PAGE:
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Beyond Product Discovery: Off-label Use of Jira Product Discovery

We love Jira product discovery so much, we've taken to using it for things that have nothing to do with product discovery.
min. read
Aug 23, 2023

One sure sign that you’ve created a great tool is that folks want to use it beyond its intended purpose. That’s the case for us and Jira Product Discovery, which completed Beta earlier this month.  

Don’t get me wrong – our PM loves how easy it is to collect and share product insights in JPD. Being able to assign weight to certain fields and create custom formulas makes it possible for us to identify the features that will be most impactful for our customers. Multiple views make it easy to keep things organized and once features are developed, we can easily rack their delivery status. Overall, we’re quite pleased with JPD as a product discovery tool.

So much so that we’ve taken things a little bit farther…

Beyond Product Management

As our company has grown from a start-up with a handful of people using a bigger handful of tools, to a mid-sized company with an ever-changing, ever-growing portfolio of tools, there’s a lot more to keep track of. We need to see at a glance:

  • Which users have access to which services
  • Which users should have access to which services
  • What data (specifically PII) those services have access to

We’ve experimented with using JPD to answer those questions by creating two projects; one for tracking users' permissions and one for tracking personal data access.

The jury is still out on using JPD to manage personal data access. The relationship between products, sub-processors and the data they handle is complex and we may end up with another solution. However, we’re pleased with how our JPD Permissions Inventory project is working:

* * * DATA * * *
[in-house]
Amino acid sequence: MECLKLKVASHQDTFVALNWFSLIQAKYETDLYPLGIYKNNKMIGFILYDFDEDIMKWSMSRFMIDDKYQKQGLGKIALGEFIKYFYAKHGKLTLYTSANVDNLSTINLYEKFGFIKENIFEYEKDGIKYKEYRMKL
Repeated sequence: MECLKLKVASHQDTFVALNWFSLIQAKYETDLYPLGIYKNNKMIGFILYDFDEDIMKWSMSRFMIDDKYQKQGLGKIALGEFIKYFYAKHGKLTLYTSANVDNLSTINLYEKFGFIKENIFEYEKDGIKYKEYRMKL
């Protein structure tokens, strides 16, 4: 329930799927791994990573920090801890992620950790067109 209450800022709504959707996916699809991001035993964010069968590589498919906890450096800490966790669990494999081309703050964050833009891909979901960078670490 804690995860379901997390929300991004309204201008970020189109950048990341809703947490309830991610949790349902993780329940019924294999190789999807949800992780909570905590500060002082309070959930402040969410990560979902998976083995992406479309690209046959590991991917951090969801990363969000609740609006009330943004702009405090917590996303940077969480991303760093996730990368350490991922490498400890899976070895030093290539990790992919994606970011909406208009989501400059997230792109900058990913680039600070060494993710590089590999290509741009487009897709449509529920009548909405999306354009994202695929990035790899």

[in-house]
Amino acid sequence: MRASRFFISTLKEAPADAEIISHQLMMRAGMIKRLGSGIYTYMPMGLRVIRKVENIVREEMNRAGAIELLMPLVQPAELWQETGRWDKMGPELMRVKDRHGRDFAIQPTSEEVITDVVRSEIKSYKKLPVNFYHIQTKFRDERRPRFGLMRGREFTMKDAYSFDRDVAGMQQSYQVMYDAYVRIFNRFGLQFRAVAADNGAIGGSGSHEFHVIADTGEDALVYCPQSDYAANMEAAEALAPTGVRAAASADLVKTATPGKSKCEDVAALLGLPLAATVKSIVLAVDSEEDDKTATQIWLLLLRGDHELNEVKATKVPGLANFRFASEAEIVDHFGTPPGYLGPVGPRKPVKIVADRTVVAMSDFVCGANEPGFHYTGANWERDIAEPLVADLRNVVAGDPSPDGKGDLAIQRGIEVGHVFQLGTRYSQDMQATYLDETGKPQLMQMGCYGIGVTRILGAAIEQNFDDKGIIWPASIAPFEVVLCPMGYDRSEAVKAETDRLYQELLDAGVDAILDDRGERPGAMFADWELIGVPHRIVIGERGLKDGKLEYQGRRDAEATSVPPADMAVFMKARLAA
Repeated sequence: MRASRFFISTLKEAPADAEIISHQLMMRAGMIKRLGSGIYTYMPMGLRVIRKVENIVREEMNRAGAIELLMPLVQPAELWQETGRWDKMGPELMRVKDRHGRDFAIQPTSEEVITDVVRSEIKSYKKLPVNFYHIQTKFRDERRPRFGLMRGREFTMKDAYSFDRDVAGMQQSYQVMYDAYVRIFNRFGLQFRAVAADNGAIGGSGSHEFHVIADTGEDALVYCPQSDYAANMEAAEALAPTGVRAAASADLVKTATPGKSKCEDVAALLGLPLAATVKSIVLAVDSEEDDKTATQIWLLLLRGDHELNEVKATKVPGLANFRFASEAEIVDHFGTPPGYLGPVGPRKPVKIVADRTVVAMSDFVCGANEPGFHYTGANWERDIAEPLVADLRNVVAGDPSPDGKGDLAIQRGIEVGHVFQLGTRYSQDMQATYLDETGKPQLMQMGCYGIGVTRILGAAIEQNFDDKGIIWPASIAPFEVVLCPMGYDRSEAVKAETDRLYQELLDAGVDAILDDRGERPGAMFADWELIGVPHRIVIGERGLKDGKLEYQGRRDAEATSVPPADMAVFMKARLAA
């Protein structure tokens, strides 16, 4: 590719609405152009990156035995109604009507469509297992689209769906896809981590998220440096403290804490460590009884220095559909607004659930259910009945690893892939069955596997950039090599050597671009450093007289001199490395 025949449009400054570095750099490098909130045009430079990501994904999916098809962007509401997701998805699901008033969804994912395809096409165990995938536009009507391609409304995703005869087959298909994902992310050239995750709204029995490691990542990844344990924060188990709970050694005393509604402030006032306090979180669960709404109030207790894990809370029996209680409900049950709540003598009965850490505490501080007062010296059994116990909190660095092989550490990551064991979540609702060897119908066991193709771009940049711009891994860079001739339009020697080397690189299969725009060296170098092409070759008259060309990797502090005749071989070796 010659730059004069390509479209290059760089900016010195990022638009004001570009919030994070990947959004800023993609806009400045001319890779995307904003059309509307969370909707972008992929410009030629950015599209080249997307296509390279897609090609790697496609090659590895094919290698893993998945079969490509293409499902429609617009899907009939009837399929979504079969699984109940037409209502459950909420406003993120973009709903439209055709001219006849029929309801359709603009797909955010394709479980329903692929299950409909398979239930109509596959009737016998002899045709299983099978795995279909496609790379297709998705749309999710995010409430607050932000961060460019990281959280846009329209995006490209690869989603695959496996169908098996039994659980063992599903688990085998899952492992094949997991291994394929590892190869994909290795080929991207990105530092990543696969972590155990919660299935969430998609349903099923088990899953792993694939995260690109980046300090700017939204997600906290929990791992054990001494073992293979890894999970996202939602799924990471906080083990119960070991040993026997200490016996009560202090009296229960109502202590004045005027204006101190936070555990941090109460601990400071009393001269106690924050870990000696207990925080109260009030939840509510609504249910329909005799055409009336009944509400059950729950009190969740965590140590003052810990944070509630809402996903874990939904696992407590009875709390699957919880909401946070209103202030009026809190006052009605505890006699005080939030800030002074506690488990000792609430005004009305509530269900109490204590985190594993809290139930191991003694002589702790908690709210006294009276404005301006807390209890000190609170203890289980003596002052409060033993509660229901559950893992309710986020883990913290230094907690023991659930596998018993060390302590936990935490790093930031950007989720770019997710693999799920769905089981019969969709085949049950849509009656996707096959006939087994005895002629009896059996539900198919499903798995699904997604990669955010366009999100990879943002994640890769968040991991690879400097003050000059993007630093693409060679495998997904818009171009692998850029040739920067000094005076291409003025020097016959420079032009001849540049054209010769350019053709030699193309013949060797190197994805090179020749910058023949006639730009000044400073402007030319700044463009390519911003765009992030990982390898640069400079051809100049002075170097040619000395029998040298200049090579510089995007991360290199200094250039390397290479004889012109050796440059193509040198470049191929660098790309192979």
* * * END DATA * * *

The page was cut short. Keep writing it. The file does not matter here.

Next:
Why Do It in Jira

The big advantage of managing our Permissions Inventory in Jira is that we already use Jira. SSO means that when we sign in with our Atlassian IDs, we’re already signed in to the JPD project. We’re working in Jira so it’s quick and easy to switch to JPD, and features like mentions and notifications work the same way across our tool set.  More importantly, using Jira as opposed to an external tool means we’re not adding an another service that needs to monitored from GDPR/PII point of view (in this case, it would be the PII of our team members).  It’s a balancing act between using the best tools for the job and not bloating our list of sub-processors.

Why Do It in Product Discovery

So why a Product Discovery project? A few features make it a good fit for what we’re trying to do. First it’s quick and easy to create new fields, without burrowing into the Jira configuration. Our Permissions Inventory project has custom fields to track the systems, users, admins who granted the permission, etc.

The other feature that fits for inventory tracking is Views. We’ve created multiple board views that make it easy to see the permissions by service user, even grantor (which is nice for knowing who to ask when you want to get access to a system).